On paper, The Family has next to nothing going for it. Not only is it branded with a vague and innocuous title, but Robert De Niro boasts a starring role. Without trying to besmirch the legacy of a beloved actor, his recent filmography, with the notable exception of Silver Linings Playbook, has clung almost exclusively to derivative action movie babble or rom-com drivel. Thankfully, The Family is a timid step in the right direction for both him and hit-and-miss director Luc Besson.
The Family, shockingly, is about a family. The ‘Blakes’ (the latest in a long list of aliases) are a household of notorious New York-Italian mobsters laying low in rural France – Dad ‘Fred’ (Robert De Niro) and Mom ‘Maggie’ (Michelle Pfeiffer) desperately seek a fresh start for their two kids ‘Belle’ (Dianna Agron) and ‘Warren’ (John D’Leo), but they’re a bit busy hospitalising plumbers and blowing up the local supermarché to settle into normalcy with anything resembling ease.
The decision to cast De Niro and Pfeiffer in The Family, which chronicles the lives of a mob kingpin, his wife and their kids hiding out in witness protection could easily be seen as sheer unoriginality, or even laziness. De Niro, after all, has played countless goodfellas over the years, while Pfeiffer was herself married to the mob in the film of the same name, not to mention her role in Scarface. One gets a mighty bout of déja vu reading this tired synopsis. But old hat this movie is not. The Family is actually a rather rare beast in that it strikes that elusive balance between comedy and ultra-violence. Such lines are famously hard to tow (recent releases 2 Guns and The Hangover Part III suffered from this), but here Besson manages to keep both plates spinning. De Niro will beat some poor unfortunate to within an inch of his life, before delivering traditional (albeit snappy) familial comedy one-liners at the dinner table. These tonal shifts are jarring at times – that sweet spot of balancing bloodshed and grievous bodily harm with funny dialogue and farcical situations (including a colossal inside joke poking fun at the film’s executive producer, Martin Scorsese) truly is a tricky target.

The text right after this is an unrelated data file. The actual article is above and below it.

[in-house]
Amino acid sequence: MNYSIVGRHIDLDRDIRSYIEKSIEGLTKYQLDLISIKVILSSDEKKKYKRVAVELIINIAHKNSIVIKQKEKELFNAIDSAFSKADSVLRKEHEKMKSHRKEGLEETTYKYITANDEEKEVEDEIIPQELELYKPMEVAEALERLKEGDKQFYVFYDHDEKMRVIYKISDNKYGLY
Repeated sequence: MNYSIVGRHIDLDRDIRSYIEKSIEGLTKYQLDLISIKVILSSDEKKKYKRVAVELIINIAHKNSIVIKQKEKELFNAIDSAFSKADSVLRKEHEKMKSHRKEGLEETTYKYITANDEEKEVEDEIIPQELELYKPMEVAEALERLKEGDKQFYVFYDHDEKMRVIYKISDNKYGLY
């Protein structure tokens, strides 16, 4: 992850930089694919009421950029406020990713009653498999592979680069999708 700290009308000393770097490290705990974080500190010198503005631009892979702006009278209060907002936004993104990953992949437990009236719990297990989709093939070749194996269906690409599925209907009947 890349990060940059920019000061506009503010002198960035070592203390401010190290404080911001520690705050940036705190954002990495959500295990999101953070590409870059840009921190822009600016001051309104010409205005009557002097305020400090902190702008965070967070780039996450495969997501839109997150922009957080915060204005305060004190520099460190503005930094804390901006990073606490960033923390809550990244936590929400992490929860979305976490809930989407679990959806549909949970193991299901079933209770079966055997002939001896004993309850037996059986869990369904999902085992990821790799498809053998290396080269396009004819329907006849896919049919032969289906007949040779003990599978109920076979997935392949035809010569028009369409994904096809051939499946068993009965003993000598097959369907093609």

But Besson has wisely hired a top-notch crew – his recurring cinematographer, Thierry Arbogast cloaks sleepy Normandy with a lush beauty by day but a sinister, chiaroscuro vibe at night. De Niro is backed by a strong supporting cast: Pfeiffer (who, incidentally, could write the book on graceful aging) plays the lethal yet glamorous crime queen with fan-pleasing verve. Glee star Agron violently teaches lessons to horny teen boys and pencil-case thieves, while D’Leo’s character manipulates his schoolmates into doing his bidding. But Tommy Lee Jones, as the family’s legal liaison, is essentially playing himself on holiday in France. He’s on autopilot. While The Family by no means revolutionises the mob comedy, it’s an amusing enough blast of occasionally funny, occasionally gruesome escapism to warrant spending a few euros. It’s certainly a welcome break from the pretension and overwhelming sense of seriousness this season’s ‘important’ (read: Oscarbait) movies have to offer.
The Family is out now.
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